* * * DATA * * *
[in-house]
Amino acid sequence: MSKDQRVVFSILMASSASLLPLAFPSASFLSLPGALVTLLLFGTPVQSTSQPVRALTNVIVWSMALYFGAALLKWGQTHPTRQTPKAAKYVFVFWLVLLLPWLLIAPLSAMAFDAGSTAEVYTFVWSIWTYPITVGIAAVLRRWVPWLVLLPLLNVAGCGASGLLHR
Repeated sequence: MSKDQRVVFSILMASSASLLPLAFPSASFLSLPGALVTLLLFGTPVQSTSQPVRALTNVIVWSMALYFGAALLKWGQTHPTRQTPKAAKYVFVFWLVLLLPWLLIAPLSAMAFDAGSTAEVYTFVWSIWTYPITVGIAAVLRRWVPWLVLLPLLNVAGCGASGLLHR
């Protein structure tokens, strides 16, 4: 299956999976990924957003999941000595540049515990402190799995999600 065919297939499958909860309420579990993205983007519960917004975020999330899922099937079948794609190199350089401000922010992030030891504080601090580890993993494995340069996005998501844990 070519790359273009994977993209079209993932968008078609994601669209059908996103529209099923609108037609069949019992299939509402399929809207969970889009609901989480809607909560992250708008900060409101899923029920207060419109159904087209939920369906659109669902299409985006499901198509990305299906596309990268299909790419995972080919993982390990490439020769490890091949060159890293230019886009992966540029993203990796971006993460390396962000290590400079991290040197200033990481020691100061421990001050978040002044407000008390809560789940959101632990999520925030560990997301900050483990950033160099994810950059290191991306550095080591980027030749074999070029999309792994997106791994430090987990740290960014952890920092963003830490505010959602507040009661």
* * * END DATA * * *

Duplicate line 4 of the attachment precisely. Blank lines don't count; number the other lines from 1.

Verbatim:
């Protein structure tokens, strides 16, 4: 299956999976990924957003999941000595540049515990402190799995999600 065919297939499958909860309420579990993205983007519960917004975020999330899922099937079948794609190199350089401000922010992030030891504080601090580890993993494995340069996005998501844990 070519790359273009994977993209079209993932968008078609994601669209059908996103529209099923609108037609069949019992299939509402399929809207969970889009609901989480809607909560992250708008900060409101899923029920207060419109159904087209939920369906659109669902299409985006499901198509990305299906596309990268299909790419995972080919993982390990490439020769490890091949060159890293230019886009992966540029993203990796971006993460390396962000290590400079991290040197200033990481020691100061421990001050978040002044407000008390809560789940959101632990999520925030560990997301900050483990950033160099994810950059290191991306550095080591980027030749074999070029999309792994997106791994430090987990740290960014952890920092963003830490505010959602507040009661």